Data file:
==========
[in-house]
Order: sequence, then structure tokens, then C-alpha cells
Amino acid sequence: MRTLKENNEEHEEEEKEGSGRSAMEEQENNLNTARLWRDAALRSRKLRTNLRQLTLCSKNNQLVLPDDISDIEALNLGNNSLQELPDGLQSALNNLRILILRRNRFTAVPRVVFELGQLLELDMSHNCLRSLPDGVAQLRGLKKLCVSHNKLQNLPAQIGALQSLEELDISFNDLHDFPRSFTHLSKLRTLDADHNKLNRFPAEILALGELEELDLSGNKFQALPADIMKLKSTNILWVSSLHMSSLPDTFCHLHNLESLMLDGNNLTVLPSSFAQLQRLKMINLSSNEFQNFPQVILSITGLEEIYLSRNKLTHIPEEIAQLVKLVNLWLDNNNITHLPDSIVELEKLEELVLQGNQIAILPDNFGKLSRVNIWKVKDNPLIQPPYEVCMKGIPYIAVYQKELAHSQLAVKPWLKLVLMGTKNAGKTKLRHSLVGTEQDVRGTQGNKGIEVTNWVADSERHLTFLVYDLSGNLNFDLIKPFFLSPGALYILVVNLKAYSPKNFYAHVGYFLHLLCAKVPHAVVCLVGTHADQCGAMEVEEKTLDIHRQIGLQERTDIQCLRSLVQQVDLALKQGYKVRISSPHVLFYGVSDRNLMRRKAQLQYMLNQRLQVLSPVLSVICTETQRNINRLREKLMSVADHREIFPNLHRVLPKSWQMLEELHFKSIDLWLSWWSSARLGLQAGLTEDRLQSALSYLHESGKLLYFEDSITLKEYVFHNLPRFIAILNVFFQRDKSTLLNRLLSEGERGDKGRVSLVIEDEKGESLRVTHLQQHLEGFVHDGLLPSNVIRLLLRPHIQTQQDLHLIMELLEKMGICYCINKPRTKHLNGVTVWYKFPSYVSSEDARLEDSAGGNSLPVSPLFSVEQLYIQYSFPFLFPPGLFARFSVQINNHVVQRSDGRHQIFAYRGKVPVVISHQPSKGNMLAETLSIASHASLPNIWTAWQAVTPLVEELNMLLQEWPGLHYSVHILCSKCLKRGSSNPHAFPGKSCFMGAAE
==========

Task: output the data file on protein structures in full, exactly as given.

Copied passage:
[in-house]
Order: sequence, then structure tokens, then C-alpha cells
Amino acid sequence: MRTLKENNEEHEEEEKEGSGRSAMEEQENNLNTARLWRDAALRSRKLRTNLRQLTLCSKNNQLVLPDDISDIEALNLGNNSLQELPDGLQSALNNLRILILRRNRFTAVPRVVFELGQLLELDMSHNCLRSLPDGVAQLRGLKKLCVSHNKLQNLPAQIGALQSLEELDISFNDLHDFPRSFTHLSKLRTLDADHNKLNRFPAEILALGELEELDLSGNKFQALPADIMKLKSTNILWVSSLHMSSLPDTFCHLHNLESLMLDGNNLTVLPSSFAQLQRLKMINLSSNEFQNFPQVILSITGLEEIYLSRNKLTHIPEEIAQLVKLVNLWLDNNNITHLPDSIVELEKLEELVLQGNQIAILPDNFGKLSRVNIWKVKDNPLIQPPYEVCMKGIPYIAVYQKELAHSQLAVKPWLKLVLMGTKNAGKTKLRHSLVGTEQDVRGTQGNKGIEVTNWVADSERHLTFLVYDLSGNLNFDLIKPFFLSPGALYILVVNLKAYSPKNFYAHVGYFLHLLCAKVPHAVVCLVGTHADQCGAMEVEEKTLDIHRQIGLQERTDIQCLRSLVQQVDLALKQGYKVRISSPHVLFYGVSDRNLMRRKAQLQYMLNQRLQVLSPVLSVICTETQRNINRLREKLMSVADHREIFPNLHRVLPKSWQMLEELHFKSIDLWLSWWSSARLGLQAGLTEDRLQSALSYLHESGKLLYFEDSITLKEYVFHNLPRFIAILNVFFQRDKSTLLNRLLSEGERGDKGRVSLVIEDEKGESLRVTHLQQHLEGFVHDGLLPSNVIRLLLRPHIQTQQDLHLIMELLEKMGICYCINKPRTKHLNGVTVWYKFPSYVSSEDARLEDSAGGNSLPVSPLFSVEQLYIQYSFPFLFPPGLFARFSVQINNHVVQRSDGRHQIFAYRGKVPVVISHQPSKGNMLAETLSIASHASLPNIWTAWQAVTPLVEELNMLLQEWPGLHYSVHILCSKCLKRGSSNPHAFPGKSCFMGAAE